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AMD Ryzen 5 1600X & 1500X Processor Review

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AMD Ryzen 5 1600X & 1500X Processor Conclusion:

Here we are at the end of Ryzen Part Deux and I have to say that, for the most part, scaling the architecture down does hit on some performance points. As you might expect, the results to show and prove that dropping the core count by 50% on the Ryzen 1500X did reduce performance in multi-threaded benchmarks by close to 50%. No real surprise there since 50% of the core count should equate to roughly 50% of the performance of a similarly clocked Ryzen processor. No real surprises are to be had either when you look at the R5 1600X. It fits that sweet spot right between the R5 1500X and R7 1700 perfectly as a six-core / 12 thread part. The IPC improvements with AMD's Ryzen architecture allow these two lower core count Ryzen 5 offerings to stay ahead of AMD's previous powerhouse, the FX 9590 that is clocked 1.1GHz higher than the R5 1500X right out of the box. The added core count of the R5 1600X pushes that performance envelope higher so that it's more competitive with the Intel product stack in our benchmarks.

When I looked at the Ryzen 7 processors, I found overclocking was possible, but each of the chips I looked at was more or less limited to all-core overclocks right around 4.0GHz. Nothing changes on the Ryzen 5 line in my opinion, as that same 4.0GHz barrier on both good air and liquid cooling was still a very hard wall to crack with voltages that a good AIO liquid cooler can handle. The boost clock speeds on each of these chips does a good job increasing performance in light load situations, but getting an all-core clock speed to stick over 4.0GHz is a challenge on both the X370 and B350 platform. However, the overclocks I was able to achieve on the R5 1600X and R5 1500X do offer a nice boost in performance. Overclocking in the BIOS is more time consuming, but ultimately more rewarding for me. However, AMD makes its own AMD Ryzen Master Overclocking Tool that anyone can use to tune up the performance of their Ryzen processor. Every motherboard partner will have their own suite of tools to tune their boards as well, so you can be sure that you have plenty of options to wring more performance out of the hardware you install.

The elephant in the room when the conversation turns to Ryzen is that 1080p gaming performance lags behind that of comparable Intel processors. The reality is that when gaming and you are not GPU limited, Ryzen is currently a lower performing processor in some, but not all, games. While delivering lower FPS in some games, you still get a very solid gaming experience. If you crank up the visual quality settings, of course, you become GPU limited, but at that point you gain some parity. Tom Clancy's The Division is an example of that parity, while Hitman really likes to see core count and clock speed to deliver FPS results commensurate with those two parameters.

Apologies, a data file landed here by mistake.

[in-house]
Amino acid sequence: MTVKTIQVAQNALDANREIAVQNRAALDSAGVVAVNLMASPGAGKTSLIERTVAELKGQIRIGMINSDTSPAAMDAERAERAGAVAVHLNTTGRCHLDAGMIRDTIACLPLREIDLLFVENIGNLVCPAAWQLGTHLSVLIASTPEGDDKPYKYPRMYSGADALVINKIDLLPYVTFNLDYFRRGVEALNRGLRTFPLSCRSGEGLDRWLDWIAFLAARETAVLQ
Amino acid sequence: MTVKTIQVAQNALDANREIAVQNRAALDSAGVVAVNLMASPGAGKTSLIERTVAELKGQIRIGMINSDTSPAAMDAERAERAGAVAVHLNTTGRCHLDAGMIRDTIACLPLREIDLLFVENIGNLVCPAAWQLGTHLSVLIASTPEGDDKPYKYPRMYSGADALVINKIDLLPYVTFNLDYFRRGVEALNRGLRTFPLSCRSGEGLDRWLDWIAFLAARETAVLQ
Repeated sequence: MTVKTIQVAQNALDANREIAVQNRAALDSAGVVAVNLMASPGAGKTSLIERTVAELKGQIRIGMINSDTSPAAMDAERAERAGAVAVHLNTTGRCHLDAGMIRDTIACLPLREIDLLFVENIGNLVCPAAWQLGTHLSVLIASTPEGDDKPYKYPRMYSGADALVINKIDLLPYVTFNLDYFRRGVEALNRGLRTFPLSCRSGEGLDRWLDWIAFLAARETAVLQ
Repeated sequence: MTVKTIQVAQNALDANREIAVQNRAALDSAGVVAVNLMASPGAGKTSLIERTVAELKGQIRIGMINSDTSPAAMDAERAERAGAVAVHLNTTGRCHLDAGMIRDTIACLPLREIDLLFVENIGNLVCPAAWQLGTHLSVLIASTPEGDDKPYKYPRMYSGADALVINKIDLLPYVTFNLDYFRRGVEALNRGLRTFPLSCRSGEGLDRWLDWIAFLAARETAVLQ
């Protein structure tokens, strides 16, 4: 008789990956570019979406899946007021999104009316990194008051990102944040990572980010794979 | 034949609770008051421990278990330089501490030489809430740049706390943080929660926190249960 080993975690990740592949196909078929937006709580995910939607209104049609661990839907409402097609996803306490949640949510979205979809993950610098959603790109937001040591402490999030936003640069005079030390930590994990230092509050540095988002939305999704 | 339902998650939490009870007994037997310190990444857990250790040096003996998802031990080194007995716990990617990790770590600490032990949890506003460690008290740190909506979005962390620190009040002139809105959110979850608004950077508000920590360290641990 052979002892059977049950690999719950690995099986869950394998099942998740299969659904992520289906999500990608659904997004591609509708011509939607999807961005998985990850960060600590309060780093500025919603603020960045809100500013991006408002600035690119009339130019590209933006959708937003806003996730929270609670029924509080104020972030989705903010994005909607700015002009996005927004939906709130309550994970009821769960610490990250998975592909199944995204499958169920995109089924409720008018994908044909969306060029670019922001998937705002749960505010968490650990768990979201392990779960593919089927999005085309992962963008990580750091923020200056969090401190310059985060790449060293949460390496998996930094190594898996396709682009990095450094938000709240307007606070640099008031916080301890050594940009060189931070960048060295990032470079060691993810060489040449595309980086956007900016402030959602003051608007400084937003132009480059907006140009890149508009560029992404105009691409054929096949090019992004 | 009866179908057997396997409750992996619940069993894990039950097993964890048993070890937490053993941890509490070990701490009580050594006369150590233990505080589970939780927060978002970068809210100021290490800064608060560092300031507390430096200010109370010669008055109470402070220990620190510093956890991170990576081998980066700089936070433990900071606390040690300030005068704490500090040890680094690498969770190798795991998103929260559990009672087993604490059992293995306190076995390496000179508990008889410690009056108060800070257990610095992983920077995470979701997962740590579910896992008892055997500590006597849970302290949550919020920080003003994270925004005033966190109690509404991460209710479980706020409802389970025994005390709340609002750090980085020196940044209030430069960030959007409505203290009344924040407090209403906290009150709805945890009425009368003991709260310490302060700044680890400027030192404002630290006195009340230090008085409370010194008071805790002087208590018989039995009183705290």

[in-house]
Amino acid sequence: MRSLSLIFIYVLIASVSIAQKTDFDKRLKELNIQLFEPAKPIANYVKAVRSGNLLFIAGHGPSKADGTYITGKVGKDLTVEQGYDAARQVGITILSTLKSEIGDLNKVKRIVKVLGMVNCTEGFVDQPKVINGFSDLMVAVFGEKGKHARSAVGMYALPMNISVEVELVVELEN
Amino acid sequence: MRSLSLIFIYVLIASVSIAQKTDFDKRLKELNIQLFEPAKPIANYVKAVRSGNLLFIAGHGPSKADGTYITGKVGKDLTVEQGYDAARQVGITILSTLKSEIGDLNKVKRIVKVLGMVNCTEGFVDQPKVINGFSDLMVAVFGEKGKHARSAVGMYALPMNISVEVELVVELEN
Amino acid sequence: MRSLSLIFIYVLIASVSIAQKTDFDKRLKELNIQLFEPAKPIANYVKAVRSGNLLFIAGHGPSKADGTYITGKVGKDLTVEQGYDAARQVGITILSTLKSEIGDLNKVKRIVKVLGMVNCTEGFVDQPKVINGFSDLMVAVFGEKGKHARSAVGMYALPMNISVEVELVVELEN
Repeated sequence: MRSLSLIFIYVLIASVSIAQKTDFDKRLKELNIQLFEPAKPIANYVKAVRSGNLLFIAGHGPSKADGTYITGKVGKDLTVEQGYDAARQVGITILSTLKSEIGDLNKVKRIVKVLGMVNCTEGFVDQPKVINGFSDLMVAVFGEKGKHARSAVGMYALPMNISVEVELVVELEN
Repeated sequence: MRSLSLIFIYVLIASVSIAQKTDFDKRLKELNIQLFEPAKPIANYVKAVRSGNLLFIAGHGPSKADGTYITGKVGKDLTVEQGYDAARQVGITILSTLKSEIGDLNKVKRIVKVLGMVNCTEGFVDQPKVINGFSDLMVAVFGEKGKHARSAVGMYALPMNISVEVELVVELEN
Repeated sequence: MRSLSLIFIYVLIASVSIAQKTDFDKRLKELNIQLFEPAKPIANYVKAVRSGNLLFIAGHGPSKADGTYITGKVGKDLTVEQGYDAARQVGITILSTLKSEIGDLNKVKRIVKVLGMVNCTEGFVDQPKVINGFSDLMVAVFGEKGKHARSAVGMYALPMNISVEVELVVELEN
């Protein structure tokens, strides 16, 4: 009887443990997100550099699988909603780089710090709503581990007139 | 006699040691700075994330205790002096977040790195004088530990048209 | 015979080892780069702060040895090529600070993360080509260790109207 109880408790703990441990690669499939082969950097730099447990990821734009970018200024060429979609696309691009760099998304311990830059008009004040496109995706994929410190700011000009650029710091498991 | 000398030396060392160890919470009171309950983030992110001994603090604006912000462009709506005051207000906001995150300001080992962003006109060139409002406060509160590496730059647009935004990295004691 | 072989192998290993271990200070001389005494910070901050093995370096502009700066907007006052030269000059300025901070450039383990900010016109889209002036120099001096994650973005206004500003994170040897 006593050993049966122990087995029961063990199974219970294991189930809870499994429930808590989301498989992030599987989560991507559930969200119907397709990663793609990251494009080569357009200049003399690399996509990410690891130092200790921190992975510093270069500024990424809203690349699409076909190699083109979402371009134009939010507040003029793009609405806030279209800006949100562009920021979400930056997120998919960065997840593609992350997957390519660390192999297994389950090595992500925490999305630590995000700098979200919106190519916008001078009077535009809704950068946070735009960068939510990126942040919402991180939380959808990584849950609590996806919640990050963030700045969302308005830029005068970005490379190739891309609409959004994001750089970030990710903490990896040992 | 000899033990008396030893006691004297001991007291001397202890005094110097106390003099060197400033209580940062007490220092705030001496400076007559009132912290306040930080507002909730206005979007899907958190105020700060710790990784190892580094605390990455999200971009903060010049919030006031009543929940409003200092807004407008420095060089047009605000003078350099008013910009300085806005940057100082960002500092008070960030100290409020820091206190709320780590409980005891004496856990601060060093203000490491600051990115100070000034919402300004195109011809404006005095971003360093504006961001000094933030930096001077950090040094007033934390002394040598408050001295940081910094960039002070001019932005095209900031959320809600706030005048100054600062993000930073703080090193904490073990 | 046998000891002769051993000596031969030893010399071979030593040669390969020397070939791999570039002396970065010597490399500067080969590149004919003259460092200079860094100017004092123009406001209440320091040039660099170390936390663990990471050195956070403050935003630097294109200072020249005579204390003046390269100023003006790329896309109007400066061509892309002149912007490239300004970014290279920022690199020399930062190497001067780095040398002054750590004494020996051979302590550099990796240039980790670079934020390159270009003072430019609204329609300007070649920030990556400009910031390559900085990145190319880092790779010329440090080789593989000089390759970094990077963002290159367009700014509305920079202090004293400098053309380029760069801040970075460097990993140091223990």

Whether you use these AMD's Ryzen 5 offerings on an X370 or B350-based motherboard is up to you, but I found the ASUS B350 Prime Plus to offer a full feature set that provides all the basics you can use without throwing money out the window. It has all the ASUS features you are used to seeing from an excellent sound solution to LED effects, a red and black theme, and solid build. For $99, you cannot go wrong with the board. An X370 board is going to add features, but most folks looking at processors in the $190 to $250 range are going to be equally fiscally responsible with the board and components. That being said, the R5 1500X is going to hit the market at $189, while the R5 1600X will hit the market at $259. Minus the GPU, chassis, PSU, and disk drives, you could walk out the door with a 6C/12T R5 1600X, ASUS B350 motherboard, and 16GB of high speed memory for less than five Benjamins. Not too bad when you look at the performance metrics.

As a whole, Ryzen competes best in processor heavy benchmarks and shows a marked improvement in IPC over the previous generation. AMD currently is working to get optimizations out to address some of the early shortcomings with Ryzen (1080p Gaming Performance as one example). A new power plan has been implemented to allow the processor to have full control rather than allowing the OS to park cores, and a whole slew of BIOS optimizations are upcoming. As long as we get these optimizations out in the wild soon, the Ryzen future can only get brighter.

 

Pros:

  • Performance 
  • B350 platform
  • Single threaded performance
  • Better than FX

 

Cons:

  • Overclocking limited to 4.0GHz


 

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